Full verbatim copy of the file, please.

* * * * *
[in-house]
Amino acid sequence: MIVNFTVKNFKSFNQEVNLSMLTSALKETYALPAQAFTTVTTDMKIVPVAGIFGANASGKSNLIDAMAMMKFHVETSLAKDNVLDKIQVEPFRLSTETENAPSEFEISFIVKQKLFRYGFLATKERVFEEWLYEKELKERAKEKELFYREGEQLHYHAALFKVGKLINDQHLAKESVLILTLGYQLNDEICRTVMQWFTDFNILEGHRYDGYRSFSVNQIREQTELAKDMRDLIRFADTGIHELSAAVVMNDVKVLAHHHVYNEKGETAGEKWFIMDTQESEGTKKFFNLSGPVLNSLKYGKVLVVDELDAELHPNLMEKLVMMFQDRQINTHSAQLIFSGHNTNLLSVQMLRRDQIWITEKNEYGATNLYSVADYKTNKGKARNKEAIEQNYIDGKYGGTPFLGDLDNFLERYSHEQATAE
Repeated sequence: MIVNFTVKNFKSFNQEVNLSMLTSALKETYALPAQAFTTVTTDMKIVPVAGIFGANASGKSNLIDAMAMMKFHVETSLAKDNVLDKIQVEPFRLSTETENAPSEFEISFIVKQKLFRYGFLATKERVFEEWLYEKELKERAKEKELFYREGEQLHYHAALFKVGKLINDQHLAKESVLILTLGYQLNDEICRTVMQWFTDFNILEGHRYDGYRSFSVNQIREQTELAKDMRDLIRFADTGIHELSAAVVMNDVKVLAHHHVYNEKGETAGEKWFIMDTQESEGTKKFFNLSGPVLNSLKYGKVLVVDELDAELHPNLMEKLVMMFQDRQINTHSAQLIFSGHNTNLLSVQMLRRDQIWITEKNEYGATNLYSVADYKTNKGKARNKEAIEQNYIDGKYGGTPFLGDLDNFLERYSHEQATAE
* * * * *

[in-house]
Amino acid sequence: MIVNFTVKNFKSFNQEVNLSMLTSALKETYALPAQAFTTVTTDMKIVPVAGIFGANASGKSNLIDAMAMMKFHVETSLAKDNVLDKIQVEPFRLSTETENAPSEFEISFIVKQKLFRYGFLATKERVFEEWLYEKELKERAKEKELFYREGEQLHYHAALFKVGKLINDQHLAKESVLILTLGYQLNDEICRTVMQWFTDFNILEGHRYDGYRSFSVNQIREQTELAKDMRDLIRFADTGIHELSAAVVMNDVKVLAHHHVYNEKGETAGEKWFIMDTQESEGTKKFFNLSGPVLNSLKYGKVLVVDELDAELHPNLMEKLVMMFQDRQINTHSAQLIFSGHNTNLLSVQMLRRDQIWITEKNEYGATNLYSVADYKTNKGKARNKEAIEQNYIDGKYGGTPFLGDLDNFLERYSHEQATAE
Repeated sequence: MIVNFTVKNFKSFNQEVNLSMLTSALKETYALPAQAFTTVTTDMKIVPVAGIFGANASGKSNLIDAMAMMKFHVETSLAKDNVLDKIQVEPFRLSTETENAPSEFEISFIVKQKLFRYGFLATKERVFEEWLYEKELKERAKEKELFYREGEQLHYHAALFKVGKLINDQHLAKESVLILTLGYQLNDEICRTVMQWFTDFNILEGHRYDGYRSFSVNQIREQTELAKDMRDLIRFADTGIHELSAAVVMNDVKVLAHHHVYNEKGETAGEKWFIMDTQESEGTKKFFNLSGPVLNSLKYGKVLVVDELDAELHPNLMEKLVMMFQDRQINTHSAQLIFSGHNTNLLSVQMLRRDQIWITEKNEYGATNLYSVADYKTNKGKARNKEAIEQNYIDGKYGGTPFLGDLDNFLERYSHEQATAE